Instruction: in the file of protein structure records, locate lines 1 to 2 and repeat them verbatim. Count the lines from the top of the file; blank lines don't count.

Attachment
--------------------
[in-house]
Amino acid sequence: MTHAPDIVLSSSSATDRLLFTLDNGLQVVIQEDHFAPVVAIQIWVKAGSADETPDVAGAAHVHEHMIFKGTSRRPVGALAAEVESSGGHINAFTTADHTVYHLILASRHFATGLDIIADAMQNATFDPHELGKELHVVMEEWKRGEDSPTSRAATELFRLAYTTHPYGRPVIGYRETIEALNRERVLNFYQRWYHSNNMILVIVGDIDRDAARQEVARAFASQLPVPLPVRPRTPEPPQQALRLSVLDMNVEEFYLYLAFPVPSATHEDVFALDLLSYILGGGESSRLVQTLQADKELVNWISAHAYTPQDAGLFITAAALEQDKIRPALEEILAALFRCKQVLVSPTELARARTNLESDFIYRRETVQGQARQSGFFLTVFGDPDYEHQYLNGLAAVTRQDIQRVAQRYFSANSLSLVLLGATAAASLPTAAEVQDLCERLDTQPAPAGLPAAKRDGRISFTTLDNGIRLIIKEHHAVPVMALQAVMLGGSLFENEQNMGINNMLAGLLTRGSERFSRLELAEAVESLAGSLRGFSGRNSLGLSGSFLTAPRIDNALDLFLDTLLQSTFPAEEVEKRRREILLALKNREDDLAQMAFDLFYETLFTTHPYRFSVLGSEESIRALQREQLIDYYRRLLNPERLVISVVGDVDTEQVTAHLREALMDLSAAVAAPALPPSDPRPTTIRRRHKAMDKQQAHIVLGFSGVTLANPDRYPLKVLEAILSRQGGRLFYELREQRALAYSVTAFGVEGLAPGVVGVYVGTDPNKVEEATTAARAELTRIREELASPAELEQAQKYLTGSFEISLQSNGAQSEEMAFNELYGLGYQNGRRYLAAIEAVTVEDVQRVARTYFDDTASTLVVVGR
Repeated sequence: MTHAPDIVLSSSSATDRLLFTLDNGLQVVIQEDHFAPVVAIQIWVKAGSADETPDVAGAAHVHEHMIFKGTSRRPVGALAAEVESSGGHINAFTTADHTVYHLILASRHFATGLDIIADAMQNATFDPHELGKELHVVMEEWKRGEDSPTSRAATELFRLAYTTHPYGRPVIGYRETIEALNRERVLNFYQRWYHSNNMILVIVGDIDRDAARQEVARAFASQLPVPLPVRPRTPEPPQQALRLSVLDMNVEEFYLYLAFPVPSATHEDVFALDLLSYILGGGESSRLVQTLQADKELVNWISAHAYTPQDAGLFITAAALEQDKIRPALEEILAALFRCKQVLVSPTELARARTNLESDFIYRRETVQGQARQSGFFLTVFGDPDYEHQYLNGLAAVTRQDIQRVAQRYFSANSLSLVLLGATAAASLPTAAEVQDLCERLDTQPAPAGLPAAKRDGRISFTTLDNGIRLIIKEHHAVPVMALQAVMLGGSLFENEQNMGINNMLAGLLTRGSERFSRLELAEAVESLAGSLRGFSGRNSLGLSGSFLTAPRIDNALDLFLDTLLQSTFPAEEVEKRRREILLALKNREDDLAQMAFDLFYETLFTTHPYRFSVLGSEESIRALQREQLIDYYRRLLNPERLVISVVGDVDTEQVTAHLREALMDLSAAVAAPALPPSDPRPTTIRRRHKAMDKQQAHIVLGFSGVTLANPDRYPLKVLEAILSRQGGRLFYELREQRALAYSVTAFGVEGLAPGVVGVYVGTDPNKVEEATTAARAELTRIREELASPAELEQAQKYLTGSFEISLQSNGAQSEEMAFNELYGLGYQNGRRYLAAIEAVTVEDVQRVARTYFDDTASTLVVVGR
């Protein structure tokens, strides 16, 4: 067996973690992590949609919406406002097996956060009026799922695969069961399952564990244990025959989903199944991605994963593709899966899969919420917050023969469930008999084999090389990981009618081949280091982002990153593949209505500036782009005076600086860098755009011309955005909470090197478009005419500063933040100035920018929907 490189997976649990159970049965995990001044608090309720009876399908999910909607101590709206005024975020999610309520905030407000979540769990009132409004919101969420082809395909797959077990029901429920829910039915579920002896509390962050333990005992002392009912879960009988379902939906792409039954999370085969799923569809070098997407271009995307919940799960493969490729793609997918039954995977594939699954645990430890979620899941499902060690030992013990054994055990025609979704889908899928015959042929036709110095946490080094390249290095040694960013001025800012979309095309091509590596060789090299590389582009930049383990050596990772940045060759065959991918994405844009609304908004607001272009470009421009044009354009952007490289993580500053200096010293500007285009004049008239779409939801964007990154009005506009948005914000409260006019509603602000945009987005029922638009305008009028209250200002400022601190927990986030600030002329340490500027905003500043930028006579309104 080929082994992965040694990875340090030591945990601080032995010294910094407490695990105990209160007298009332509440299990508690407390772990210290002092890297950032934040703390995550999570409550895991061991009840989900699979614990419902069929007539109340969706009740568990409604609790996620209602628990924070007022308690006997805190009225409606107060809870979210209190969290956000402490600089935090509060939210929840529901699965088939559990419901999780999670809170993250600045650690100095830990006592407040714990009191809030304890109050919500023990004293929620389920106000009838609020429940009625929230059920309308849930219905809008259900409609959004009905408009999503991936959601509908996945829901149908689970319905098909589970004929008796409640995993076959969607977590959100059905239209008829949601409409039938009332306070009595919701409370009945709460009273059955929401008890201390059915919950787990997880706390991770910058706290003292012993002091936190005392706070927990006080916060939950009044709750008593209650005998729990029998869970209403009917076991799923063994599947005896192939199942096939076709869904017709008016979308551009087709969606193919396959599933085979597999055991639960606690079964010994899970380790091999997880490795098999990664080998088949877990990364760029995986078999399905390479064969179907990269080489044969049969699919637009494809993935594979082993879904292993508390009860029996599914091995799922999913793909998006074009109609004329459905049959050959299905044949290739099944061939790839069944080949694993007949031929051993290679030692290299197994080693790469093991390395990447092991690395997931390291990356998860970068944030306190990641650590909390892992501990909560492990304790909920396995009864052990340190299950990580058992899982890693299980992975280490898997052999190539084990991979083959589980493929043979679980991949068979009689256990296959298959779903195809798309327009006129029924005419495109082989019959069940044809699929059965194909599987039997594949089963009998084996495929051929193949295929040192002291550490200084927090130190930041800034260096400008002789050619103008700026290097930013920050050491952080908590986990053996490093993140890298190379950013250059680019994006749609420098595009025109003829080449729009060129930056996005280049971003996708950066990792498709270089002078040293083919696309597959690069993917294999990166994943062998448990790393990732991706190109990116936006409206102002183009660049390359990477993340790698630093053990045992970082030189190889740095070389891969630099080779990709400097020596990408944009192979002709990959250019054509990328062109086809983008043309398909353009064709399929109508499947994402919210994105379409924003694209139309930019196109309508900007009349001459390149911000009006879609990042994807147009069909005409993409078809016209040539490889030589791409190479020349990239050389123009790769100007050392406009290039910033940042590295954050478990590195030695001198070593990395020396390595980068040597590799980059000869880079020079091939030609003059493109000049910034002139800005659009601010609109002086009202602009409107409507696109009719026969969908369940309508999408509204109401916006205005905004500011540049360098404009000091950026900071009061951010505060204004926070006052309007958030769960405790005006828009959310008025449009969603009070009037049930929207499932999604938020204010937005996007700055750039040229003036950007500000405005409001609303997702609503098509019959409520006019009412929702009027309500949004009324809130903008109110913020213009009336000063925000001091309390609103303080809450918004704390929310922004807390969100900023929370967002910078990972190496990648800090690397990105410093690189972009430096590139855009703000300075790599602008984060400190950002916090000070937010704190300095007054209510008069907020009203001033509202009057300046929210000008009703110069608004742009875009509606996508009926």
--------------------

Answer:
[in-house]
Amino acid sequence: MTHAPDIVLSSSSATDRLLFTLDNGLQVVIQEDHFAPVVAIQIWVKAGSADETPDVAGAAHVHEHMIFKGTSRRPVGALAAEVESSGGHINAFTTADHTVYHLILASRHFATGLDIIADAMQNATFDPHELGKELHVVMEEWKRGEDSPTSRAATELFRLAYTTHPYGRPVIGYRETIEALNRERVLNFYQRWYHSNNMILVIVGDIDRDAARQEVARAFASQLPVPLPVRPRTPEPPQQALRLSVLDMNVEEFYLYLAFPVPSATHEDVFALDLLSYILGGGESSRLVQTLQADKELVNWISAHAYTPQDAGLFITAAALEQDKIRPALEEILAALFRCKQVLVSPTELARARTNLESDFIYRRETVQGQARQSGFFLTVFGDPDYEHQYLNGLAAVTRQDIQRVAQRYFSANSLSLVLLGATAAASLPTAAEVQDLCERLDTQPAPAGLPAAKRDGRISFTTLDNGIRLIIKEHHAVPVMALQAVMLGGSLFENEQNMGINNMLAGLLTRGSERFSRLELAEAVESLAGSLRGFSGRNSLGLSGSFLTAPRIDNALDLFLDTLLQSTFPAEEVEKRRREILLALKNREDDLAQMAFDLFYETLFTTHPYRFSVLGSEESIRALQREQLIDYYRRLLNPERLVISVVGDVDTEQVTAHLREALMDLSAAVAAPALPPSDPRPTTIRRRHKAMDKQQAHIVLGFSGVTLANPDRYPLKVLEAILSRQGGRLFYELREQRALAYSVTAFGVEGLAPGVVGVYVGTDPNKVEEATTAARAELTRIREELASPAELEQAQKYLTGSFEISLQSNGAQSEEMAFNELYGLGYQNGRRYLAAIEAVTVEDVQRVARTYFDDTASTLVVVGR